For those who have never seen Sandler in a stand-up element, know that his comedic chops are the essence of what brought him to the forefront of Hollywood so long ago. It’s interesting to see his most recent stand-up and compare it to his original “Two Drink Minimum” performance. Over time, many comedians seem to lose their innate ability to make people laugh and their star power fizzles out. Comedians typically overstay their welcome in this regard and, much like flat soda, leave a bad taste in the mouths of those who once enjoyed them. To me, Sandler definitely fell in this category for a long time; I went from watching an Adam Sandler movie with eager eyes, to having suspicions as the films would unfold to generally avoiding anything with his name attached to it.

I’m not sure what possessed me to give this a watch on Netflix – I think I just wanted something on in the background while I folded my laundry. Before I knew it, the laundry was folded and I was just enjoying the performance in and of itself. Sandler’s fragmented performance lends to his overall comedic style and keeps the audience laughing without letting them grow accustomed to the kinds of jokes thrown at them. The soda that is Adam Sandler has somehow re-carbonated and managed to be a delightful treat once more. Stand-up comedy is a thing that requires the comic to tread the line between hilariously inappropriate and unabashedly offensive, and Sandler appears to have found his footing once more.

I give this TV special four out of five. 

 

The Puyallup Post is the award-winning news media of Pierce College Puyallup in Puyallup, Washington. Copyright The Puyallup Post 2018. Find us on Facebook, Twitter, Instagram and Youtube @thepuyalluppost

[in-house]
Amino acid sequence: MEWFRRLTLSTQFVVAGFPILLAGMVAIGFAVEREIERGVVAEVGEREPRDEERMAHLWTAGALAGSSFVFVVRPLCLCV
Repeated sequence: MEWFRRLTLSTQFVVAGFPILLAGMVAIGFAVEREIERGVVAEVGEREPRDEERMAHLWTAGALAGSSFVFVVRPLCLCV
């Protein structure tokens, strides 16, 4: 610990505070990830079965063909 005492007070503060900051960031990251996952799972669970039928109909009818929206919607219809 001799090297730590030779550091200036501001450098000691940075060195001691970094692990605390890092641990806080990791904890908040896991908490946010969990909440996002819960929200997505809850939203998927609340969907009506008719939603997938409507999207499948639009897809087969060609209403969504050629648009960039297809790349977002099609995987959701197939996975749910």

Steven Gonzalez

Steven Gonzalez

Steven Gonzalez returns to the Puyallup Post as the Editor-in-Chief for 2018-19. Gonzalez began as a reporter in early 2018 where he worked on opinion pieces, community and campus news, and film reviews on the Puyallup Post's podcast: Post Popcorn Picks. Gonzalez is currently wrapping up his AA as he prepares to transfer to a 4-year university; if only he could decide on which one to go to. Regardless of the university, Gonzalez will be content anywhere he gets to put pen to paper. With writing having been his passion since age 12, Gonzalez has crafted an array of works and has even done freelance work for a couple of travel blogs. Gonzalez loves trying new things and frequently escapes his apartment to go on a hike or tackle an escape room. When he's not spending his time at the college's news room, Gonzalez can be found escaping into a good book or video game, or singing karaoke anywhere a song is playing.
Steven Gonzalez

Latest posts by Steven Gonzalez (see all)

Steven Gonzalez

Steven Gonzalez returns to the Puyallup Post as the Editor-in-Chief for 2018-19. Gonzalez began as a reporter in early 2018 where he worked on opinion pieces, community and campus news, and film reviews on the Puyallup Post's podcast: Post Popcorn Picks. Gonzalez is currently wrapping up his AA as he prepares to transfer to a 4-year university; if only he could decide on which one to go to. Regardless of the university, Gonzalez will be content anywhere he gets to put pen to paper. With writing having been his passion since age 12, Gonzalez has crafted an array of works and has even done freelance work for a couple of travel blogs. Gonzalez loves trying new things and frequently escapes his apartment to go on a hike or tackle an escape room. When he's not spending his time at the college's news room, Gonzalez can be found escaping into a good book or video game, or singing karaoke anywhere a song is playing.

Adam Sandler 100% Fresh

by Steven Gonzalez time to read: 4 min